Man-oo looking typically mighty. Artist: George Tuska.

MAN-OO THE MIGHTY

Medium: Comic books
Published by: Marvel Comics
First Appeared: 1954
Creators: Don Rico (writer) and Paul Hodge (artist)
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Cartoon anthropoids tend to belong to the funny animal genre, like Magilla Gorilla and The Great Grape Ape — or at least borderline, like Detective Chimp and Sam Simeon. Actual lower primates are rare, unless you count the newspaper comics star Rudy, who was fairly urban as chimpanzees go, or DC's Golden Gorilla, who wasn't, but was still pretty superheroized for an ape. But in the 1950s, the company that …

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… would become Marvel Comics made a hero of a normal gorilla, living in the African jungle, who was no more subordinate to a human progagonist than was Charlton's Black Fury, a mere feral horse.

Man-oo the Mighty was a Marvel character back when the company called itself Atlas Comics, the imprint it was using when it published such things as Homer the Happy Ghost and The Yellow Claw. One thing those two had in common was that unlike the vast majority of Marvel's series characters, they weren't superheroes. They came out during a period when that company, like most other comic book publishers, was experimenting with other genres in hopes of finding something its readers would take to, in place of the heroes who had dominated its output in the past and would dominate again before long.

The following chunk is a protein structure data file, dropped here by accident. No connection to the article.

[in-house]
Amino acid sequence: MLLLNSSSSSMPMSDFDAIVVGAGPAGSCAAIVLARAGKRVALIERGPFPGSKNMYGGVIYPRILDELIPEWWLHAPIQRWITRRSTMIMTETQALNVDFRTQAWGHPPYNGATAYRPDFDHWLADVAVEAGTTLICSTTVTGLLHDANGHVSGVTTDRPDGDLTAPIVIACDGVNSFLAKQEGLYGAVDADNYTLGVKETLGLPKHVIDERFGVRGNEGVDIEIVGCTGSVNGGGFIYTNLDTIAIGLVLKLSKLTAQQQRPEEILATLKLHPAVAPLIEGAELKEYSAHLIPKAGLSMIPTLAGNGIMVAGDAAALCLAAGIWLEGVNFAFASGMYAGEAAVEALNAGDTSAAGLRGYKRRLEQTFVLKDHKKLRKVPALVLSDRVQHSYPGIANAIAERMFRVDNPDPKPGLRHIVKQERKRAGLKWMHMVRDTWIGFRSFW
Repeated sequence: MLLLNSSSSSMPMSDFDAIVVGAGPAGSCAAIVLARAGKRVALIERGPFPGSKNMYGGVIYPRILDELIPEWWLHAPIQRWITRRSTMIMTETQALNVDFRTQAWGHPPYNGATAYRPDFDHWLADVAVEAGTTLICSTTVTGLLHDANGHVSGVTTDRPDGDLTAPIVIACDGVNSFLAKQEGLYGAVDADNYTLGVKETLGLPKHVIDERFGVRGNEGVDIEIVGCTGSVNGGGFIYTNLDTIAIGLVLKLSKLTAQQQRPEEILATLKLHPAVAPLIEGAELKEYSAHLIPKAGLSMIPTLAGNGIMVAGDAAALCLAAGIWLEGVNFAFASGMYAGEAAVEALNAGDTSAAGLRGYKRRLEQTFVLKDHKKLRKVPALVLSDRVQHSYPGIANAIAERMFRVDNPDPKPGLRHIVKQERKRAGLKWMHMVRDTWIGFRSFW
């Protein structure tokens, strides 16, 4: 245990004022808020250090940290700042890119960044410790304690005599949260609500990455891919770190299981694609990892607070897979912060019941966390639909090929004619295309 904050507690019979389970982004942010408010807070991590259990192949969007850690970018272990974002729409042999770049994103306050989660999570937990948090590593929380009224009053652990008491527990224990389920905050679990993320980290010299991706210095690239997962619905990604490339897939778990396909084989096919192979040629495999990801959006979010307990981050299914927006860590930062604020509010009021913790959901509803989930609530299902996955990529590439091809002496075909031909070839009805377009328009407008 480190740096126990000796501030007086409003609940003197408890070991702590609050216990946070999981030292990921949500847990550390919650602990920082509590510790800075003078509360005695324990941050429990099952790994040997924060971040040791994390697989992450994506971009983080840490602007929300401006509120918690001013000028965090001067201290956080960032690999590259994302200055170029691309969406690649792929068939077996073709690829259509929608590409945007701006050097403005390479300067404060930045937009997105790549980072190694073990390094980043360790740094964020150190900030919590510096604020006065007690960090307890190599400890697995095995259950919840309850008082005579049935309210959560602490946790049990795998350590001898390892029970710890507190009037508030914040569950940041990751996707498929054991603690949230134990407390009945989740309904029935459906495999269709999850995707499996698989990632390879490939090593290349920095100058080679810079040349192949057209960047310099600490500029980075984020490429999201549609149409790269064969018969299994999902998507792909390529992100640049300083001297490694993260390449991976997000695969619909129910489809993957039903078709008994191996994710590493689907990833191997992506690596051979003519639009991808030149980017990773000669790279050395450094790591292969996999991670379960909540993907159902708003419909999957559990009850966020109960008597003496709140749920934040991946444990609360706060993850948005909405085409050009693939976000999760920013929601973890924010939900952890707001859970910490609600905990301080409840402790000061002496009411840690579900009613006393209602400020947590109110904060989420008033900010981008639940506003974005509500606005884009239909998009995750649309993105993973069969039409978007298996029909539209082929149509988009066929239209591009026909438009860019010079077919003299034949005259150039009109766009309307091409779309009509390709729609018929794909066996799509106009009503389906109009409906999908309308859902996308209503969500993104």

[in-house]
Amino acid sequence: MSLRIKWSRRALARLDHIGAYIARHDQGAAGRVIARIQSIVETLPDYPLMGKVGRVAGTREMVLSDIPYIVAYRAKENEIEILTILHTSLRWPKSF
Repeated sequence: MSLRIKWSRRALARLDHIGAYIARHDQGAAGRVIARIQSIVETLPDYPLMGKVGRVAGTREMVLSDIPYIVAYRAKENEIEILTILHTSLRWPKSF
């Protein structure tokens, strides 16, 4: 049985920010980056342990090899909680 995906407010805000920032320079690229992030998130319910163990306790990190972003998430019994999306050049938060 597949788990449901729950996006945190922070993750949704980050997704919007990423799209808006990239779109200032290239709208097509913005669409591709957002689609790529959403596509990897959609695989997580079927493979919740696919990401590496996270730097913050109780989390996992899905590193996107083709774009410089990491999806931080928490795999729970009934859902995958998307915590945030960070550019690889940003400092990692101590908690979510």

The genre the company was experimenting with at the time was jungle action. In fact that was one of their two titles, Jungle Action (the other being Jungle Tales). Both ran divided covers, split among the title's four regular series. In Jungle Action, those four covered just about all the bases. There was a man (Lo-Zar), a woman (Leopard Girl), a child (or at least, a half-grown juvenile hero called Jungle Boy). and Man-oo, who represented the beasts.

Man-oo was just a gorilla, living among the gorillas, having gorilla-like adventures. In one issue, he'd join the other gorillas in fending off a predator; in another he'd distract a hunter from a jungle friend, putting himself in danger. His stories were all written by Don Rico, whose contemporary jungle characters include Lorna the Jungle Girl and Jann of the Jungle.

The illustrator side of Man-oo's creative team wasn't so stable. The first story was drawn by Paul Hodge, whose sparse credits at the company are scattered among its western, war, horror amd other genre comics. But his second adventure was drawn by George Tuska (Luke Cage, Hero for Hire), and the third by Syd Shores Two-Gun Kid). After that, Shores was the regular artist, staying as long as the series lasted.

Jungle Action and Jungle Tales were alternating bimonthlies, starting in successive months of 1954 and each continuing every two months thereafter. Tales was the second, debuting with a cover date of October, 1954, with all four of its series present. Each lasted about a year. Jungle Tales ran until #6 (August. 1955). After it folded, Man-oo was never seen again, a rare exception to the rule that Marvel characters are never truly dropped.

— DDM

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Text ©2011 Donald D. Markstein. Art © Marvel Comics.